Text adapted from “The Secret’s at the Peak of the Structure” by Kempton H. Roll, Rock & Gem Magazine, February 1997
By: Ken Rock, MSDC Newsletter Editor
What does the Washington Monument have to do with the gems of North Carolina? Answer: more than most people realize. Attached to its top is a five-pound pyramid of solid aluminum. The aluminum was made from rubies and sapphires mined primarily in North Carolina.
When the monument was finally topped off in 1885, the event was reported widely because the government decided to do it with a specially created cap at the apex: a pyramidion, as they called it, made from aluminum. The ceremony marked the culmination of 37 years of hard work (see image of cornerstone laying at left) – with time out for the Civil War – so the whole nation was excited about the event. Perhaps most excited were the metallurgists of that period because it marked the first time that the unique properties of the newly discovered metal, aluminum, were brought to the public’s attention.
What better way to crown the top of America’s monument to one of its greatest presidents? This “new” metal was much lighter than steel yet surprisingly strong, had excellent corrosion resistance, and was a good conductor of electricity. It was as precious as silver (silver and aluminum cost the same in the late 1800s), could be cast into the shape of a pyramid, polished to a high luster, engraved for posterity, and allow the United States to demonstrate its leadership in material science and industrial technology. The only problem was that aluminum at the time was very difficult to produce and, therefore, very expensive. It was definitely not the familiar household metal it is today. As it turns out, the best source of aluminum was the corundum crystals being mined commercially in the gravels and mountainsides mostly in Clay and Macon counties in southwestern North Carolina. Crystals of corundum are more familiar to us as sapphires and rubies. They are the gemstones that rockhounds have been seeking at Carolina gem mines for years.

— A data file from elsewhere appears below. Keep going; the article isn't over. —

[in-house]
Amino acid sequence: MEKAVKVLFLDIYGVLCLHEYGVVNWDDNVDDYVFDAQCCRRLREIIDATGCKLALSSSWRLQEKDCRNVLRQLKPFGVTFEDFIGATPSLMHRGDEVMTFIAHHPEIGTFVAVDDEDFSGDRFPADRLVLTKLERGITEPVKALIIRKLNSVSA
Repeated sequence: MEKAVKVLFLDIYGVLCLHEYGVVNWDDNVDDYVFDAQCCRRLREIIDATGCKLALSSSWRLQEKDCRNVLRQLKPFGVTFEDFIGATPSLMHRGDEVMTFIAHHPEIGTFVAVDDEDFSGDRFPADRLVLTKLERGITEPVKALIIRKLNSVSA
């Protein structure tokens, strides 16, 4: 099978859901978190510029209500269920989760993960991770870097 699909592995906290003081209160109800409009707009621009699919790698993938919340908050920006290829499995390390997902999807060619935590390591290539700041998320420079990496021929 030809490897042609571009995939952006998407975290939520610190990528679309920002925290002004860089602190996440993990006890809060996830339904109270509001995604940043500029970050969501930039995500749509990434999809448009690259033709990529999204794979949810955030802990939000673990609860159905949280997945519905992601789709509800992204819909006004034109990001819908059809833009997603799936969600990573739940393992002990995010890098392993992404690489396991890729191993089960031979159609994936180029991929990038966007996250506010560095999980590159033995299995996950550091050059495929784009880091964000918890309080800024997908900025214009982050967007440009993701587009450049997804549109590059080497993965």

To turn the mineral corundum, aluminum oxide, into metallic aluminum was far from an easy process. After the mineral crystals were crushed into fine particles, they had to be converted chemically into aluminum chloride and then reduced with metallic sodium to form salt and metallic aluminum. Known as the Sodium Reduction Process, it was the main reason why aluminum production was so costly. The primary reducing agent, metallic sodium, was in itself expensive, but because it also was extremely reactive (bursting into flame on exposure to air), the process was very difficult, dangerous, and costly.
After the masonry work on the monument was completed, the final topping off was scheduled for December 7, 1885. However, Tiffany & Company had other plans and achieved a marketing coup to delay that event. Perhaps because of its link with the source of the crushed gem ore, the jeweler succeeded in “borrowing” the polished aluminum pyramid from display in its Fifth Avenue store.
With appropriate promotional flair, Tiffany & Company then invited its customers to come in and see this precious, soon to be famous, piece of metal and, if they were so inclined to “step over the top of the Washington Monument.” All the customer had to do was be willing to stand in line of Fifth Avenue to await his or her turn to climb the small stair on the showroom floor.
It is likely that many New Yorkers would later in life boast of their physical prowess to envious friends and relatives. It actually was quite a distinction – the pyramid would crown what was then the world’s tallest manmade structure!
For a number of years, almost all of the corundum used in the United States and much of Europe came from mines in the Carolinas. Prior to the first World War, Germany was the largest consumer. The Corundum Hill Mine produced some very large crystals, most (but not all) of which were crushed to bits. The mine and others in the area became not only important producers of corundum for abrasives and jewel bearings but were considered by the metallurgists of the day to be the best, if not the only, source of high-purity aluminum oxide.
Today, bauxite is now the preferred ore for aluminum with production costs a fraction of producing aluminum via crushed corundum. Bauxite is a hydrated aluminum oxide ore typically found in the topsoil of various tropical and subtropical regions. Using bauxite to produce aluminum oxide resulted in costs plummeting by 80 percent almost overnight.